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( ) requirements on the time limit for notifying subscribers which must be no more than one month"
Lord Razzall: My Lords, Amendment 116 relates to a very straightforward point. I hope that I do not require the help of the noble Lord, Lord Whitty, to persuade the Government to accept the amendment, because it is so obvious that we need to protect the subscribers.
This part of the Bill is about trying to get the right balance between the interests of those who believe that downloading on the internet should be their inalienable right and those who believe that those who take copyright material are stealing it. Finding the balance between those positions is what this section is about. This straightforward amendment proposes that there should be a time limit for a subscriber to be notified of a CIR. This amendment suggests one month. We believe that that should be in the Bill because we are concerned that subscribers may not otherwise receive a notification until many months after the alleged infringement, by which time it would be very difficult for them to challenge. I hope that at this late stage the Government will accept this amendment with ease. I beg to move.
Lord Howard of Rising: My Lords, we on these Benches entirely agree with the noble Lord on the need to send the notification letter as soon as possible after the relevant infringement report has been made, which, as we have said, should be sent equally soon after the alleged infringement. I am uncertain about the specification of one month as a time limit, especially because of the possibility that a second or third notification will not be sent out until a certain level of continuing breaches has occurred, which may be some time after the first breach. However, an expected turnaround time would be very helpful. I am interested to hear what sort of timetable the Minister expects the internet service providers to follow.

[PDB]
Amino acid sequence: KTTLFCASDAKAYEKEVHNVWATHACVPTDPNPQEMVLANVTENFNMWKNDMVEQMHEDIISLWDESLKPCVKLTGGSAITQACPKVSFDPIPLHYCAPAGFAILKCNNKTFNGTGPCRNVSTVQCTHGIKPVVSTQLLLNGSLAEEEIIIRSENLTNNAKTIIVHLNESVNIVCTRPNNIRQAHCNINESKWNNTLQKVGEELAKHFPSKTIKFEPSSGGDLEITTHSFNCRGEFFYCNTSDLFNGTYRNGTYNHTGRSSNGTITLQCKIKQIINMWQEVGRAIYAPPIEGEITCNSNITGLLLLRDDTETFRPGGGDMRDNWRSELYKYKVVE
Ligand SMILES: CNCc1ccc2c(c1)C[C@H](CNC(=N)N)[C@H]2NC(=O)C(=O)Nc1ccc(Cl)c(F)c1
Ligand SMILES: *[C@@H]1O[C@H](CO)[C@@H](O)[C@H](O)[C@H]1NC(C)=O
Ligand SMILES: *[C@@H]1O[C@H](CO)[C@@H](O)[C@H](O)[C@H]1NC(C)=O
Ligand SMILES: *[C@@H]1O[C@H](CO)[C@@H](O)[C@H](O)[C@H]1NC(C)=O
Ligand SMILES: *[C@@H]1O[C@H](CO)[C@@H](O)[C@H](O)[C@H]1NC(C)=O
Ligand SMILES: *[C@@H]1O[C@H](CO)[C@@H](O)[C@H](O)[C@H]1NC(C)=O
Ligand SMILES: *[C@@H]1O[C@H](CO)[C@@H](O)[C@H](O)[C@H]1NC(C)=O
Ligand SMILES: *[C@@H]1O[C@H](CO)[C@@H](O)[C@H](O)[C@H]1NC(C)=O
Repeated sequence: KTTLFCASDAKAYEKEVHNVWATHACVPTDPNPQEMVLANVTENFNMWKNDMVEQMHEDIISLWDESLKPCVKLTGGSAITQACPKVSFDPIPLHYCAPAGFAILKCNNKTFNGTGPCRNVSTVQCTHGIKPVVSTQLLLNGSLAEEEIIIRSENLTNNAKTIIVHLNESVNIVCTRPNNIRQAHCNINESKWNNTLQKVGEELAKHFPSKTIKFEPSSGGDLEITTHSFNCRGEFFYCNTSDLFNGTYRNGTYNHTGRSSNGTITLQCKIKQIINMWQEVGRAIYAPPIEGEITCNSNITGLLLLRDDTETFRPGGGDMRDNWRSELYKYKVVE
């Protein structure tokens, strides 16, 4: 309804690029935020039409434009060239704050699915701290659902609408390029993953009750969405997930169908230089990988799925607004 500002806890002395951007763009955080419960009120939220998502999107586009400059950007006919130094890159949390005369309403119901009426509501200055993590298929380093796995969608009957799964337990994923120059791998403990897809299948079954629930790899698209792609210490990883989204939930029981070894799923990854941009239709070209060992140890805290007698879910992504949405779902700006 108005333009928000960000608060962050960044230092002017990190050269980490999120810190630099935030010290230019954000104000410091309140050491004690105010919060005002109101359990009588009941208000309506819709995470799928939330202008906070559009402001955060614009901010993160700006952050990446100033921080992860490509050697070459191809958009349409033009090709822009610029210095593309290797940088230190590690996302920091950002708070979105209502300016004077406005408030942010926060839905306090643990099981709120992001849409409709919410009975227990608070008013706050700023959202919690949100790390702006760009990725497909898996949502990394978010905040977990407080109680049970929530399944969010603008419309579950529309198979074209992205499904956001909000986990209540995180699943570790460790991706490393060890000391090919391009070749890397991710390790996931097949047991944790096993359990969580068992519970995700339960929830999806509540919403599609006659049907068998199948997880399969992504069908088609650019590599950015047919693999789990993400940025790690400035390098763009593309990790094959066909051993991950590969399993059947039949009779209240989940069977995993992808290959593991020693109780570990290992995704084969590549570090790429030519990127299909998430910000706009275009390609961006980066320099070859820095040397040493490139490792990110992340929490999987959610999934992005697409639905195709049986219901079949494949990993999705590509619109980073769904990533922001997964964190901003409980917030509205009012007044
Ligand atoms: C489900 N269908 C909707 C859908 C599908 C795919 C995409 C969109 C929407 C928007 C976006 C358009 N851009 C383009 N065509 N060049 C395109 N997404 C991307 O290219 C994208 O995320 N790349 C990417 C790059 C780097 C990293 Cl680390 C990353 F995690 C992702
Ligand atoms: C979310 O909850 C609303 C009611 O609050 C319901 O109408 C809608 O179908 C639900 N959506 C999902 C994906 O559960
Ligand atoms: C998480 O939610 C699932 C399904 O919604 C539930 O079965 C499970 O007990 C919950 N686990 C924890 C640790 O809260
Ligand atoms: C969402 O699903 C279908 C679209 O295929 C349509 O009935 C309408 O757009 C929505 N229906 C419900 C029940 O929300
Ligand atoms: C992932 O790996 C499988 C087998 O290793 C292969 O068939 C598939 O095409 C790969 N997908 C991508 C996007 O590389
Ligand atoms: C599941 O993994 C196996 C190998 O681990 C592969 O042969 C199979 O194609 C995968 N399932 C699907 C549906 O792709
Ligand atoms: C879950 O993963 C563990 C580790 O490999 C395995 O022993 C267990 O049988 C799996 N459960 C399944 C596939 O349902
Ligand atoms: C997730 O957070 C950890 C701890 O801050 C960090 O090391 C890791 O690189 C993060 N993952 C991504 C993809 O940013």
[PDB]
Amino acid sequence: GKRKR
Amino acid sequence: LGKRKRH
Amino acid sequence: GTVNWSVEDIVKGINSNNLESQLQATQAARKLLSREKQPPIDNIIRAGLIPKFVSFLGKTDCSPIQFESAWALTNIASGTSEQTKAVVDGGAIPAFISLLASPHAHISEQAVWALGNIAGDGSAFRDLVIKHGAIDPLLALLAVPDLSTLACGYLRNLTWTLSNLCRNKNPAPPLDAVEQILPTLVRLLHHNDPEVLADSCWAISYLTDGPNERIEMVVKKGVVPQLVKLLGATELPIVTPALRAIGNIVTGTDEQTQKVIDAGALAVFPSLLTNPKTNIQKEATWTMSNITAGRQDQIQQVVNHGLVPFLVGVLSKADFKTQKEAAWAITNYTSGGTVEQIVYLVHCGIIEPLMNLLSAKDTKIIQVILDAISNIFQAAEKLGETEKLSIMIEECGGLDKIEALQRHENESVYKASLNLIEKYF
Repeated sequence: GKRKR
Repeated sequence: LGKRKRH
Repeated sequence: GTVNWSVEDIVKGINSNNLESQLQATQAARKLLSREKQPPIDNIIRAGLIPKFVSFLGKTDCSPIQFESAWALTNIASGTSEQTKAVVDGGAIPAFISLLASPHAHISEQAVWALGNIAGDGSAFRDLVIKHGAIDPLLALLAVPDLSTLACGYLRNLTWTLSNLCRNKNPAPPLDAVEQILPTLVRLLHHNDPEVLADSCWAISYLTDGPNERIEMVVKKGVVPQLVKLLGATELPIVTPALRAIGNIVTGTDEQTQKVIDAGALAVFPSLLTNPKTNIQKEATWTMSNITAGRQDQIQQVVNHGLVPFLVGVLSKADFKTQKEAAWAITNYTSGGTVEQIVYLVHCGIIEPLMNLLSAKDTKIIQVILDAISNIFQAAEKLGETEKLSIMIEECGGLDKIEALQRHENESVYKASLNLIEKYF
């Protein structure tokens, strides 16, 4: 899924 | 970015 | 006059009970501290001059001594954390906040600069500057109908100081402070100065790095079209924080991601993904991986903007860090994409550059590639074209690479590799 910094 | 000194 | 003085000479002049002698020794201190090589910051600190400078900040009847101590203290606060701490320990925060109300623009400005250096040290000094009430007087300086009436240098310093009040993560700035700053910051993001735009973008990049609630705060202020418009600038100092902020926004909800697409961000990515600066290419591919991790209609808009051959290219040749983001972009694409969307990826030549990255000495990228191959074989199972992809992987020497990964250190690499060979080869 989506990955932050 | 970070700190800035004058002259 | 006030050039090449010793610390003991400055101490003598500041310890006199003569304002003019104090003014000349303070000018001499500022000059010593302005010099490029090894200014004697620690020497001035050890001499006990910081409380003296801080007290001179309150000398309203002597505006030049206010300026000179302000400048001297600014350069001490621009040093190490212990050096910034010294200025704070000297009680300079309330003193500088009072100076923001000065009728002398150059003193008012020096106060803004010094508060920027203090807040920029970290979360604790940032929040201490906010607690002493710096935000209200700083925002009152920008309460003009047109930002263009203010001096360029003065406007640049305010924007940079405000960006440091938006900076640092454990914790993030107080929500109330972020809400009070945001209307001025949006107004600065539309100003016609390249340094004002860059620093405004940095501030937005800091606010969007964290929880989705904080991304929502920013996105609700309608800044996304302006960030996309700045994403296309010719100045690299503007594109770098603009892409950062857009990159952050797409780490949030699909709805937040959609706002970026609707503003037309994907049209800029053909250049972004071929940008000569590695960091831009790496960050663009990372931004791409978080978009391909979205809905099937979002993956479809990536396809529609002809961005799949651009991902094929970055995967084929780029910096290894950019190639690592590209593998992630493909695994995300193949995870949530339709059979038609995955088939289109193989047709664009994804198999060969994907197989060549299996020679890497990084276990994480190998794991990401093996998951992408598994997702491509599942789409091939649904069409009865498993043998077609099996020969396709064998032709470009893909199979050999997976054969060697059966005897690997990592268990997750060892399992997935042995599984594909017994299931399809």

Lord Young of Norwood Green: My Lords, the amendment would set a clear time limit of a month for how long an internet service provider has from receiving a properly presented copyright infringement report from a copyright owner to when a notification is sent to the subscriber alleged to have been infringing online if the copyright infringement report is one of those for which the code requires a notification to be generated.
The glass is still half full, but I have a good deal of sympathy with the thought behind this amendment. This is an area where speed is important and it is not reasonable to expect people to remember the circumstances around what they were doing online weeks or months in the past. We explored that area in our debate on the previous amendment. However, this is not something
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This is not a risk that we should take. I anticipate that the norm between the receipt of a copyright infringement report and a notification being sent, if appropriate, will be a matter of days. If the process is fully automated-it is our view that that will happen-we may be in the realm of minutes. I would much prefer to leave the details and the essential safety nets to the code, and not take the risk of inadvertently introducing a potential drag into the system. Obviously, I note the arguments that were made. We still believe that it is proper to the code, but we will look at whether there might be some helpful parameters. On the basis of that explanation, I hope that the noble Lord will feel able to withdraw the amendment.
Lord Razzall: My Lords, I thank the Minister for that response. I suspect that this is the last amendment tonight and it is probably a good one to end on. It encapsulates the difference that has arisen on several amendments between the two Opposition parties and the Government in that where there are issues of the fundamental protection of individuals' rights, we are looking to have protections put in the Bill. I would not go so far as to say that the Minister's glass is always half full because occasionally it is half empty. Indeed, at times it is completely empty.
Lord Razzall: I shall withdraw that. There is a fundamental difference here, and when we get to the Report stage we will want to look at the individual amendments we have moved where we feel that issues of principle arose that the Government actually agree with, so there is no disagreement between us. The only issue is whether these should be left, as the noble Earl, Lord Erroll, described them, to the bureaucrats in Whitehall. He did not say Room 101 because he does not know his Orwell, but that is what he meant. We will go through the Bill and we might even talk to the Tory Opposition about whether we can agree with them what should be put in. It is interesting that there is no disagreement between any of us, only where these issues should be enshrined-whether in the code or in the Bill. In the mean time, I am happy to withdraw the amendment.
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